Wow, what a one-sided, condescending and sarcastic article. It’s not hard to guess where the author stands on this subject.

    I’m surprised this drivel even made it to Quartz.com

    • shg
      14 August 2015 at 6:51 pm - Reply

      You shouldn’t have to guess where the author stands on this subject. That’s what words are for. When you have a different view, you call it bias. When you share the same view, it’s brilliant. Funny how that happens.

      • HM
        15 August 2015 at 7:48 am - Reply

        The problem is not that the author sided with the pedestrian, we can respect that, the problem is that by the way he’s written this opinions he is putting the qz.com reader in a category of people they don’t want to be associated with: tabloid readers that don’t care about the issue, they are just happy someone is laughed at… 🙁 🙂

        • shg
          15 August 2015 at 10:05 am - Reply

          What distinguishes commentary from reporting is that the former expresses an opinion based on known facts, while the latter is, if done properly, the unbiased reporting of facts. This is commentary based on the actual reporting. Other commenters can manufacture details, present them as if they were either reported facts or “secret” facts that they, despite their pseudonymity, magically know. Legitimate commentary must be based on known facts, not on secret facts. Commenters are under no such constraint and can make stuff up at will.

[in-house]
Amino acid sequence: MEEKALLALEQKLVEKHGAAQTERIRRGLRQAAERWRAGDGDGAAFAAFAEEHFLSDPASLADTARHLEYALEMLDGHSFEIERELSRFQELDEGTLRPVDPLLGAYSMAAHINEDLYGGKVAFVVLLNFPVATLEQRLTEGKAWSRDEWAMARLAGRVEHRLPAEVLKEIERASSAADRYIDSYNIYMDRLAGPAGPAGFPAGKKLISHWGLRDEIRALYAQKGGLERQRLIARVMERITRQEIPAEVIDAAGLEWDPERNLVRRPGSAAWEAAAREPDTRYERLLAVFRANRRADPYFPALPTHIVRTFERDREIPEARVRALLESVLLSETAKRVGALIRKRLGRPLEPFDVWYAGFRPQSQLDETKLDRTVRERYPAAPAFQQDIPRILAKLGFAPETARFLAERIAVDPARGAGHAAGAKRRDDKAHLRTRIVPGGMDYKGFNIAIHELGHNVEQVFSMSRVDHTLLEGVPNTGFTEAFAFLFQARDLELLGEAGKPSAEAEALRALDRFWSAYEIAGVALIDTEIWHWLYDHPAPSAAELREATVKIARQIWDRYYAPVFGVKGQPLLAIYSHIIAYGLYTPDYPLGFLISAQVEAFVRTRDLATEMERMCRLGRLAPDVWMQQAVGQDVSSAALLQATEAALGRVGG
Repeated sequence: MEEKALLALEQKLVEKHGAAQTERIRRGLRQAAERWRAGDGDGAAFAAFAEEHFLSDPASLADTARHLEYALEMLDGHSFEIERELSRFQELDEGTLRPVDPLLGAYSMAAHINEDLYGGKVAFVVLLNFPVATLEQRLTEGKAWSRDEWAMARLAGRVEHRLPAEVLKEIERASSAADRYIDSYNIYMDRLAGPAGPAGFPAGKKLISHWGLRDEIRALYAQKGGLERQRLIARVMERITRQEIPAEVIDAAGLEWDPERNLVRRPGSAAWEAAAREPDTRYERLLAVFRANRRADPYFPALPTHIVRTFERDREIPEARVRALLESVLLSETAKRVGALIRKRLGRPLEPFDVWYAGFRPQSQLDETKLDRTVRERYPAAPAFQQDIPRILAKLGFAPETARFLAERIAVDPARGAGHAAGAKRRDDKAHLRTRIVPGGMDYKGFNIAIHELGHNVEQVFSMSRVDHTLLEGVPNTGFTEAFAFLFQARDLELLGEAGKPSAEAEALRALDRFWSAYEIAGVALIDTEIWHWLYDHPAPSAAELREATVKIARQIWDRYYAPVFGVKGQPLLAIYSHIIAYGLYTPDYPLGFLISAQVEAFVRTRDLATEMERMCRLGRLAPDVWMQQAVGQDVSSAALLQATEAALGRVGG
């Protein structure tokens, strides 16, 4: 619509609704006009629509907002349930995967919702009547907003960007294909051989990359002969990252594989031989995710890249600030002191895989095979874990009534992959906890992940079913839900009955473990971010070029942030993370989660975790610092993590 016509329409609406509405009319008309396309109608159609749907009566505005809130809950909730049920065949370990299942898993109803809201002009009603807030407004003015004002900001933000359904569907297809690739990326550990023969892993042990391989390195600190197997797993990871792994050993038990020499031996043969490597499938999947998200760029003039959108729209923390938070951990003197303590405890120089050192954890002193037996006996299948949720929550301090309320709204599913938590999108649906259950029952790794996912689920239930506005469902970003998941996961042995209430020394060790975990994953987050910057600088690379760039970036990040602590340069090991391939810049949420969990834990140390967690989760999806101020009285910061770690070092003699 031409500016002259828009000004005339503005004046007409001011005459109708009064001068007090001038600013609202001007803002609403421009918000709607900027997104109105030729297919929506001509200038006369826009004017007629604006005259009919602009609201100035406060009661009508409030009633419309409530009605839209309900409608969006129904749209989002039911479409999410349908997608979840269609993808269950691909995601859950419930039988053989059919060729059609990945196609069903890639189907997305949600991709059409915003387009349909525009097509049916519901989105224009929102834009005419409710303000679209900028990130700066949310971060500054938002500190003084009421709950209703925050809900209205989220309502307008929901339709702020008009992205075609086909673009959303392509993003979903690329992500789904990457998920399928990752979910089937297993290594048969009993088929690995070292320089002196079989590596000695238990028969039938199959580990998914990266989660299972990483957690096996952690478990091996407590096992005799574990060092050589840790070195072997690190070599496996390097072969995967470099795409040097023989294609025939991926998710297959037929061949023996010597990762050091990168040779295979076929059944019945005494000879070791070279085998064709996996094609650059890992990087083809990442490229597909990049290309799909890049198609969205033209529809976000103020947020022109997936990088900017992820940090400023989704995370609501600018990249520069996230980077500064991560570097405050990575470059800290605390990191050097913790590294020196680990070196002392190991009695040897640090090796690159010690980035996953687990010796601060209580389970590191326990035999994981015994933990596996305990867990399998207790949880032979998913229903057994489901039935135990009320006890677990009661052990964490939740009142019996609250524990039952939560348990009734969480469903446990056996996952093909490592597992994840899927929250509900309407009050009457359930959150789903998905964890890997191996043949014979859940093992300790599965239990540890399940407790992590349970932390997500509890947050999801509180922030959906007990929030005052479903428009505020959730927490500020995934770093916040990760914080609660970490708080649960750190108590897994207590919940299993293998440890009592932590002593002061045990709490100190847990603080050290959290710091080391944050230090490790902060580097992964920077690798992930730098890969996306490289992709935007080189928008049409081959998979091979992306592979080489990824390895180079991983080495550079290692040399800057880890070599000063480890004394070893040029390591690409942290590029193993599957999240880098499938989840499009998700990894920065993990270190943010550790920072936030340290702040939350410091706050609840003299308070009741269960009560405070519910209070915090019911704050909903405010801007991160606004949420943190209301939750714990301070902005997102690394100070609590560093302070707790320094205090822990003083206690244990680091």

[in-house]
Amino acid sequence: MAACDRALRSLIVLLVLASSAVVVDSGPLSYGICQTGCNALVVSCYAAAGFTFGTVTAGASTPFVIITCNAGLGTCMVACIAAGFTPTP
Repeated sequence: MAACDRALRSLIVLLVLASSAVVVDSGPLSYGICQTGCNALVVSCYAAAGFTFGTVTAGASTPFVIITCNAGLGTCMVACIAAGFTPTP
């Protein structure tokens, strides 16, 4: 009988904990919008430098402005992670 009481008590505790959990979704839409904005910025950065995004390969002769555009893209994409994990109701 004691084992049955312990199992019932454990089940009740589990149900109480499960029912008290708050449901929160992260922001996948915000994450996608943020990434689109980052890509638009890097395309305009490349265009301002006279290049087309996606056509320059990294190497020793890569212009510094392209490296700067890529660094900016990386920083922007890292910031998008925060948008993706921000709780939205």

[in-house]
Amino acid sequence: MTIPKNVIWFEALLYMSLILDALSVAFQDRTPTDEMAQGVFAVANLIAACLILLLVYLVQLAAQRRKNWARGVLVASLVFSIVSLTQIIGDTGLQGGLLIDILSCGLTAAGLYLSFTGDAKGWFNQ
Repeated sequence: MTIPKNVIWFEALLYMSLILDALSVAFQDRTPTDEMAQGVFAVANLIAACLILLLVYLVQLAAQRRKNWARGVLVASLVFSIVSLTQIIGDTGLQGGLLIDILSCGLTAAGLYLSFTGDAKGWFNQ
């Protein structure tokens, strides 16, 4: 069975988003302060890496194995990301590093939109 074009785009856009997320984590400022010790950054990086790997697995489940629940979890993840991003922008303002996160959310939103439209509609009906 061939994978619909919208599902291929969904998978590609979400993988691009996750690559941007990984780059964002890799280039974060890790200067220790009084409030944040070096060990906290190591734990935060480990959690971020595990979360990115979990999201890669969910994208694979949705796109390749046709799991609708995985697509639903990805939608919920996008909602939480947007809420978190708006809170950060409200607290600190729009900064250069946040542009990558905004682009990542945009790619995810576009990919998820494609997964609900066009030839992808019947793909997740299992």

One might hope that Quartz readers are smart enough to grasp this, but it’s a big internet and there is no intelligence test required to buy a keyboard. It’s impossible to accommodate the intelligence level of all potential readers. Some just won’t grasp this distinction, and some won’t grasp that facts are what has been reported, not what they want the story to be.

          Quartz apparently believes its readers belong in the category of people who are smart enough to understand the difference between facts and fantasy, commentary and reporting. That doesn’t mean you have to agree. Sometimes, the proper outcome is someone gets laughed at. Sometimes, that’s exactly what someone deserves.

  • rixse
    14 August 2015 at 7:41 pm - Reply

    The DA of St.Louis is not a prosecutor. Never has been. He is pro-defendant.

  • Ronce
    14 August 2015 at 8:41 pm - Reply

    Eh, pedestrians have no business on the interstate, and they don’t have the right of way on the interstate either. If there’s an accident between a car and a pedestrian on an interstate the presumption is going to be the pedestrian was doing something they shouldn’t and created the accident–typically because interstate speeds don’t allow for reasonable stopping before hitting a pedestrian on the road (also why deer and cars don’t make good friends on interstates.) Obviously speed didn’t apply in this scenario so it’s more nuanced.

    I’ve never seen outright assholery masquerading as protest do any good for any cause in history, and I also don’t think the author knows how prosecutors typically charge cases. The charges will be plead to something much less serious.